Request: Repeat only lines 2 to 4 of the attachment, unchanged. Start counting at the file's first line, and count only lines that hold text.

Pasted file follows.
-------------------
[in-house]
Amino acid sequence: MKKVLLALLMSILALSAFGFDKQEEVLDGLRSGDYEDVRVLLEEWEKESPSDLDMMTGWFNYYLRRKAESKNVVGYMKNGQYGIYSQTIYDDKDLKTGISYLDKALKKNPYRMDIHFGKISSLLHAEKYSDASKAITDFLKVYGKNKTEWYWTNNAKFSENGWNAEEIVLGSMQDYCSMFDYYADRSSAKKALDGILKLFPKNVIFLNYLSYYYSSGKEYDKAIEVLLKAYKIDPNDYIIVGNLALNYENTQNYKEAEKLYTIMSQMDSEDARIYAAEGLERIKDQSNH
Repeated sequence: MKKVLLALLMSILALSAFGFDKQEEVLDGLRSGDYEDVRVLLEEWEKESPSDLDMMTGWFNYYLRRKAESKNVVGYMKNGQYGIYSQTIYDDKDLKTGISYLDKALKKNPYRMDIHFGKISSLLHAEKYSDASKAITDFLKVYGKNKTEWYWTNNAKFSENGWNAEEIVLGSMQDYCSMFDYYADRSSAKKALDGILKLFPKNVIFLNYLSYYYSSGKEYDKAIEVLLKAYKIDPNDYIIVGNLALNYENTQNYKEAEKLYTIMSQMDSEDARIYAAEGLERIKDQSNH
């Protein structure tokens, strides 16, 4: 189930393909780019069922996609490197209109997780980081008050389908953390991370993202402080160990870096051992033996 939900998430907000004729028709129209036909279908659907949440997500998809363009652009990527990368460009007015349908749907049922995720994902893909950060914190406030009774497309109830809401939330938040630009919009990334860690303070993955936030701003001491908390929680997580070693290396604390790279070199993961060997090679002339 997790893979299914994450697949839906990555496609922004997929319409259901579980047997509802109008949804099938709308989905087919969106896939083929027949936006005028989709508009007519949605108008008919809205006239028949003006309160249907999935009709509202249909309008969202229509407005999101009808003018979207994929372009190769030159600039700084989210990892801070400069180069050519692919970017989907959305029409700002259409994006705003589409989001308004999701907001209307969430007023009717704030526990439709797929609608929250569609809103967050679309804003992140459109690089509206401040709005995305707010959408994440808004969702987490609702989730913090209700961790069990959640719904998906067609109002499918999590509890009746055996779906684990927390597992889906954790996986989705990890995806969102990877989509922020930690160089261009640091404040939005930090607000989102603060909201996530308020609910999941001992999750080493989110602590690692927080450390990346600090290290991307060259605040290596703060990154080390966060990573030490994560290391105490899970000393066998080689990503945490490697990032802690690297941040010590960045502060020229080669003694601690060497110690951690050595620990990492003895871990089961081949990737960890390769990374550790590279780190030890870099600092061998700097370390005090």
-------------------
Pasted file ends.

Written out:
Amino acid sequence: MKKVLLALLMSILALSAFGFDKQEEVLDGLRSGDYEDVRVLLEEWEKESPSDLDMMTGWFNYYLRRKAESKNVVGYMKNGQYGIYSQTIYDDKDLKTGISYLDKALKKNPYRMDIHFGKISSLLHAEKYSDASKAITDFLKVYGKNKTEWYWTNNAKFSENGWNAEEIVLGSMQDYCSMFDYYADRSSAKKALDGILKLFPKNVIFLNYLSYYYSSGKEYDKAIEVLLKAYKIDPNDYIIVGNLALNYENTQNYKEAEKLYTIMSQMDSEDARIYAAEGLERIKDQSNH
Repeated sequence: MKKVLLALLMSILALSAFGFDKQEEVLDGLRSGDYEDVRVLLEEWEKESPSDLDMMTGWFNYYLRRKAESKNVVGYMKNGQYGIYSQTIYDDKDLKTGISYLDKALKKNPYRMDIHFGKISSLLHAEKYSDASKAITDFLKVYGKNKTEWYWTNNAKFSENGWNAEEIVLGSMQDYCSMFDYYADRSSAKKALDGILKLFPKNVIFLNYLSYYYSSGKEYDKAIEVLLKAYKIDPNDYIIVGNLALNYENTQNYKEAEKLYTIMSQMDSEDARIYAAEGLERIKDQSNH
């Protein structure tokens, strides 16, 4: 189930393909780019069922996609490197209109997780980081008050389908953390991370993202402080160990870096051992033996 939900998430907000004729028709129209036909279908659907949440997500998809363009652009990527990368460009007015349908749907049922995720994902893909950060914190406030009774497309109830809401939330938040630009919009990334860690303070993955936030701003001491908390929680997580070693290396604390790279070199993961060997090679002339 997790893979299914994450697949839906990555496609922004997929319409259901579980047997509802109008949804099938709308989905087919969106896939083929027949936006005028989709508009007519949605108008008919809205006239028949003006309160249907999935009709509202249909309008969202229509407005999101009808003018979207994929372009190769030159600039700084989210990892801070400069180069050519692919970017989907959305029409700002259409994006705003589409989001308004999701907001209307969430007023009717704030526990439709797929609608929250569609809103967050679309804003992140459109690089509206401040709005995305707010959408994440808004969702987490609702989730913090209700961790069990959640719904998906067609109002499918999590509890009746055996779906684990927390597992889906954790996986989705990890995806969102990877989509922020930690160089261009640091404040939005930090607000989102603060909201996530308020609910999941001992999750080493989110602590690692927080450390990346600090290290991307060259605040290596703060990154080390966060990573030490994560290391105490899970000393066998080689990503945490490697990032802690690297941040010590960045502060020229080669003694601690060497110690951690050595620990990492003895871990089961081949990737960890390769990374550790590279780190030890870099600092061998700097370390005090």